1 post, and the thread does a ninety degree turn off topic !
Single cylinders used to be notoriously difficult to supercharge - the long dwell between intake gulps played havoc with the mixture strength,
and the plenum chamber needed to be large to accomodate enough mixture for the next gulp.
(Although there were some successful supercharged singles)
Twins and multis had less problems in this respect, feeding into smaller cylinders, more often as it were.
These days, fuel injection would readily take care of the mixture problems on singles, no black magic needed.
That Ajay supercharged V4 was always my fav-o-rite prewar what-could-have-been british racing motorcycle.
The story goes that Walter Rusk 'the blonde bombshell' of prewar racing discovered that the blower, being chain driven, could be made to spin faster with a change of sprockets. So he instantly demanded 'more puff'. On the old Clady circuit in Ireland, with its 7 mile long straight, he did the first ever 100+ mph lap of any racing GP circuit - and apparently those who saw him that day say he physically manhandled the bike to stay on the track, the power being considerably in advance of the cycle parts of the day - the frame was decidely spindly for the power.
He was denied a win though - the fork links broke (some say he broke them from applying sheer strength to steer it) - apparently it was accidentally fitted with touring fork links, not the extra strength racing versions they'd had made especially. Rusk died early on RAF duty during the war, so a postwar career was sadly denied, he was apparently considered a real star in the making.http://www.findagrave.com/cgi-bin/fg.cg ... d=15570593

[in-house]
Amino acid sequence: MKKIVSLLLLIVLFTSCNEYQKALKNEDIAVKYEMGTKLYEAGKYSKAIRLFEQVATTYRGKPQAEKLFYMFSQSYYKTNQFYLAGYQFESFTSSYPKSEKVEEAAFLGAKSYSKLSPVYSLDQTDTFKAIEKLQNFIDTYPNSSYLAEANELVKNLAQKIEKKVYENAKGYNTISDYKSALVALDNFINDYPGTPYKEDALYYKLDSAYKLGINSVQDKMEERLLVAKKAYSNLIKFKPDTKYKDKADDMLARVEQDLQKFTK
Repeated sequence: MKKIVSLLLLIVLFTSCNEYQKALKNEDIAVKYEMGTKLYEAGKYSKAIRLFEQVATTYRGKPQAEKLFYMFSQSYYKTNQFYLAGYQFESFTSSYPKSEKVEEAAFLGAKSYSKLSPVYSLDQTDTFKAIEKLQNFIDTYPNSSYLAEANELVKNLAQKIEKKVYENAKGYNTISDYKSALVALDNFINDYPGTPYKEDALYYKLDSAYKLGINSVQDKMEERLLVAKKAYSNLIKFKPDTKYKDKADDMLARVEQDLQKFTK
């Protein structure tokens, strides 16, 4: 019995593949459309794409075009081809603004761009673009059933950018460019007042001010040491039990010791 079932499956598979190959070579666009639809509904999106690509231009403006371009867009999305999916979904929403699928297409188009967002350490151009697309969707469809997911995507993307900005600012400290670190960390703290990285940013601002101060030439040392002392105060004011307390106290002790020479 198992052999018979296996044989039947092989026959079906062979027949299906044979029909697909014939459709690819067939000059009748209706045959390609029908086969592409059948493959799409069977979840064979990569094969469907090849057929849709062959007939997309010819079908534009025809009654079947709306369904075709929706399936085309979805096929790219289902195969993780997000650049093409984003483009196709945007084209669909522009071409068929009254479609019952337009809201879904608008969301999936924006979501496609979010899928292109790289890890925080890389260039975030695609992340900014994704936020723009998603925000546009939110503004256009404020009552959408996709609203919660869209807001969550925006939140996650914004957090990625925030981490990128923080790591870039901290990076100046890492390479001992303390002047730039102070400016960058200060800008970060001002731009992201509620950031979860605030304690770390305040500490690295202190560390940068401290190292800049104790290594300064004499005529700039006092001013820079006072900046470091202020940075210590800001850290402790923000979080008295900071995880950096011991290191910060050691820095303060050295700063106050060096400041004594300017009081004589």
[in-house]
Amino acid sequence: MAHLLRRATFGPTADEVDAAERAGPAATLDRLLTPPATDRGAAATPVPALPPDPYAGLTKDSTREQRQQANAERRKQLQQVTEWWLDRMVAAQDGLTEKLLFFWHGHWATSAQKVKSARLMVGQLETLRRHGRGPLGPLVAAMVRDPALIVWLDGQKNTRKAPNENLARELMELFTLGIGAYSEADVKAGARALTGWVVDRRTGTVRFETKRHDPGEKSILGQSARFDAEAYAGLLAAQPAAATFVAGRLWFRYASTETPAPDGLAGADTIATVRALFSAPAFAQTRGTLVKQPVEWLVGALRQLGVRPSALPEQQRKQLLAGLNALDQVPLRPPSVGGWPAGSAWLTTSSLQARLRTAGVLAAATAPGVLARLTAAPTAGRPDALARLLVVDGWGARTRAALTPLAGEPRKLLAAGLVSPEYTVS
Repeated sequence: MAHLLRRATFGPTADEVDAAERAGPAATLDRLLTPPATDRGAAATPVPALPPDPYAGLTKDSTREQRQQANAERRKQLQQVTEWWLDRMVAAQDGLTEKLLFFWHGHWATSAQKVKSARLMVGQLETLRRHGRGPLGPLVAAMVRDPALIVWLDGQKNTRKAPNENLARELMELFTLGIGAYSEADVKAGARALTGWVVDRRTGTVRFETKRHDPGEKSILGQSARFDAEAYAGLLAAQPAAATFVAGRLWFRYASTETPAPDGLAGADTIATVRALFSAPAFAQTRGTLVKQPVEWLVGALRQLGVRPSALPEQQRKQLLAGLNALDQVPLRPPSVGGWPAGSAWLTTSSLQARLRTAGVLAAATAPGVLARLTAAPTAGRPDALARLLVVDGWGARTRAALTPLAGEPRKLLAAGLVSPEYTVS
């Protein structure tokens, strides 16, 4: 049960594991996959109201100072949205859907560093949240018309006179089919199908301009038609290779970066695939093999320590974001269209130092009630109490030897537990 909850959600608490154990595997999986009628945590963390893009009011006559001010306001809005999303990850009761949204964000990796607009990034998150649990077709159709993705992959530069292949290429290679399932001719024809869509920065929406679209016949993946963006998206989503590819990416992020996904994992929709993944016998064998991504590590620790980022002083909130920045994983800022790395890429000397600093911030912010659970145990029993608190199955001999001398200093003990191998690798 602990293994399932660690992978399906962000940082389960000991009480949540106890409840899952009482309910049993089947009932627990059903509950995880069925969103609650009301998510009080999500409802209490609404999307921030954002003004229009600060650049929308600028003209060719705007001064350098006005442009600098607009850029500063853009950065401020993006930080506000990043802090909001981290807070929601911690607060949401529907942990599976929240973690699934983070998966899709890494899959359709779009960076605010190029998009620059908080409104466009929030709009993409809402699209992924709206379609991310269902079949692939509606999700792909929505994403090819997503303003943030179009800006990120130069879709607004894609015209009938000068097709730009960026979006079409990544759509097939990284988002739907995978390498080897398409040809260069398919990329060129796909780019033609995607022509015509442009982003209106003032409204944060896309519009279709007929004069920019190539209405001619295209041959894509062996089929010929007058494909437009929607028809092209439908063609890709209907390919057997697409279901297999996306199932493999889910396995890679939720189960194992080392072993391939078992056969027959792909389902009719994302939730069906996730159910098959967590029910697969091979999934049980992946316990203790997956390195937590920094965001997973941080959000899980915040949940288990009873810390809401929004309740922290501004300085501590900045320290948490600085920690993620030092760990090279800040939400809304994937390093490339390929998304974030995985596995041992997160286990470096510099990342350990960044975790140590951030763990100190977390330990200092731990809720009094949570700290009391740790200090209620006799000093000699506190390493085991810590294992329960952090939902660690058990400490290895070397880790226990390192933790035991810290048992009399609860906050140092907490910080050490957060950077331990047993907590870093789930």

Ajays had had a lot of trouble with cylinder head sealing with those V4s and the early air cooled versions - they didn't use enough head studs ? - even though they'd gone to water cooling to solve all the problems. So the V4 was never resurrected after the war - and the ban on supercharging effectively and eventually killed off the 2 cylinder porcupine racers. Honda remade/reinvented it as the V4 VF and VFR series, not slightly related though of course, to a runaway commercial success.
Sammy Miller has one - of the 2 ? surviving bikes, they didn't build very many - and still 'parades' it at classic race meets.
This bike would have to have a place as a contender as the best looking racing motorcycle of all time ?
Even though it was never fully developed, or really had the chance to win races.